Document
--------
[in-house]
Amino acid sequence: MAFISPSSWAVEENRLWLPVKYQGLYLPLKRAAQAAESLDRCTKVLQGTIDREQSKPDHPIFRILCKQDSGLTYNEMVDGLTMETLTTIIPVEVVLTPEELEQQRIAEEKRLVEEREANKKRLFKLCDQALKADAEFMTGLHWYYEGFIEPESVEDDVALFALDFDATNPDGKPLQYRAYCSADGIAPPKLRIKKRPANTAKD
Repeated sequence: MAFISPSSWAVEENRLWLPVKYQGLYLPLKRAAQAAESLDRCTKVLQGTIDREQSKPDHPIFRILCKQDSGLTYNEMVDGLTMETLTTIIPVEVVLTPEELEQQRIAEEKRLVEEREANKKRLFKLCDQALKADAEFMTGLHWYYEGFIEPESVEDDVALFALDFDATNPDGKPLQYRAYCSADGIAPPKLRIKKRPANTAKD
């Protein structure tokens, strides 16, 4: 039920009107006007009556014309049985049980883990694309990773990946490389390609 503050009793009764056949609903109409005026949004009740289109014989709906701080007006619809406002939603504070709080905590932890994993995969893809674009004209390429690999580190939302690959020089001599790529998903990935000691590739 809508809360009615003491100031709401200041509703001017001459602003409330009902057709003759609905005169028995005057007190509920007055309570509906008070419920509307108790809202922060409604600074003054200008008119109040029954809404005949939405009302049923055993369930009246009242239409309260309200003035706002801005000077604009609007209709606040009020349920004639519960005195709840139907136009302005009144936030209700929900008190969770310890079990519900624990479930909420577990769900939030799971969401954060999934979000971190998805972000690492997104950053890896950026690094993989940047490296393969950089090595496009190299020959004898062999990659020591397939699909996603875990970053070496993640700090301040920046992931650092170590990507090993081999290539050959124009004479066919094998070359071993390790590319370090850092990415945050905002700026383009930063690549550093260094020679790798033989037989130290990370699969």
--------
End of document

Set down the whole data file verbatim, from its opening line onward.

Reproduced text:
[in-house]
Amino acid sequence: MAFISPSSWAVEENRLWLPVKYQGLYLPLKRAAQAAESLDRCTKVLQGTIDREQSKPDHPIFRILCKQDSGLTYNEMVDGLTMETLTTIIPVEVVLTPEELEQQRIAEEKRLVEEREANKKRLFKLCDQALKADAEFMTGLHWYYEGFIEPESVEDDVALFALDFDATNPDGKPLQYRAYCSADGIAPPKLRIKKRPANTAKD
Repeated sequence: MAFISPSSWAVEENRLWLPVKYQGLYLPLKRAAQAAESLDRCTKVLQGTIDREQSKPDHPIFRILCKQDSGLTYNEMVDGLTMETLTTIIPVEVVLTPEELEQQRIAEEKRLVEEREANKKRLFKLCDQALKADAEFMTGLHWYYEGFIEPESVEDDVALFALDFDATNPDGKPLQYRAYCSADGIAPPKLRIKKRPANTAKD
């Protein structure tokens, strides 16, 4: 039920009107006007009556014309049985049980883990694309990773990946490389390609 503050009793009764056949609903109409005026949004009740289109014989709906701080007006619809406002939603504070709080905590932890994993995969893809674009004209390429690999580190939302690959020089001599790529998903990935000691590739 809508809360009615003491100031709401200041509703001017001459602003409330009902057709003759609905005169028995005057007190509920007055309570509906008070419920509307108790809202922060409604600074003054200008008119109040029954809404005949939405009302049923055993369930009246009242239409309260309200003035706002801005000077604009609007209709606040009020349920004639519960005195709840139907136009302005009144936030209700929900008190969770310890079990519900624990479930909420577990769900939030799971969401954060999934979000971190998805972000690492997104950053890896950026690094993989940047490296393969950089090595496009190299020959004898062999990659020591397939699909996603875990970053070496993640700090301040920046992931650092170590990507090993081999290539050959124009004479066919094998070359071993390790590319370090850092990415945050905002700026383009930063690549550093260094020679790798033989037989130290990370699969």